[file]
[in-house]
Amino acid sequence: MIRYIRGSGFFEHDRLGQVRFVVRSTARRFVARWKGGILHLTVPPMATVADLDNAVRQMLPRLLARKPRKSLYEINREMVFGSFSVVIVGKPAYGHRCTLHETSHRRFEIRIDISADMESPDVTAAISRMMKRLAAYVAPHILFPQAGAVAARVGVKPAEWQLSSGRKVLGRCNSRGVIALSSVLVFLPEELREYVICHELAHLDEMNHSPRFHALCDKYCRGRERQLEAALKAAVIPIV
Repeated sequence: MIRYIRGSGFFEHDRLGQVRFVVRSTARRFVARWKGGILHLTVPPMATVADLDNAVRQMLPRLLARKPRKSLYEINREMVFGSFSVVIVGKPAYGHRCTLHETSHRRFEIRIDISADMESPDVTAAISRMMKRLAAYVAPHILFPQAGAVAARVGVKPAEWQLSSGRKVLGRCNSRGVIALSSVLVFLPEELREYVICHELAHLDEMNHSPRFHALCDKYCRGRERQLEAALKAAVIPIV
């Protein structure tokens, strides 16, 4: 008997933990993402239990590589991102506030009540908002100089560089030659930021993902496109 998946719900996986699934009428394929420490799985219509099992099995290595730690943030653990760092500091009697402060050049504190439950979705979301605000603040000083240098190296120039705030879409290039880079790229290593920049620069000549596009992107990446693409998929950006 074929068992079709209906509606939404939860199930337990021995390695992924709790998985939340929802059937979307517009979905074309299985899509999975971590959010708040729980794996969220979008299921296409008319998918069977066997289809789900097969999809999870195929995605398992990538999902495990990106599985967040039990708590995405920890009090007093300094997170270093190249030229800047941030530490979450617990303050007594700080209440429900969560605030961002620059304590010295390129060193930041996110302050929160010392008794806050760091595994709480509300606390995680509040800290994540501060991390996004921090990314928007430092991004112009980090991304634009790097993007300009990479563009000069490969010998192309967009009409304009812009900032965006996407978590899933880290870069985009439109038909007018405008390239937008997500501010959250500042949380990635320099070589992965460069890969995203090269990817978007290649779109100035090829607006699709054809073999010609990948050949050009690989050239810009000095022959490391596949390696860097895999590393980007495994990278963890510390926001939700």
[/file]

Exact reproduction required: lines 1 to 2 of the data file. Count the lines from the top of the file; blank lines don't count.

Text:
[in-house]
Amino acid sequence: MIRYIRGSGFFEHDRLGQVRFVVRSTARRFVARWKGGILHLTVPPMATVADLDNAVRQMLPRLLARKPRKSLYEINREMVFGSFSVVIVGKPAYGHRCTLHETSHRRFEIRIDISADMESPDVTAAISRMMKRLAAYVAPHILFPQAGAVAARVGVKPAEWQLSSGRKVLGRCNSRGVIALSSVLVFLPEELREYVICHELAHLDEMNHSPRFHALCDKYCRGRERQLEAALKAAVIPIV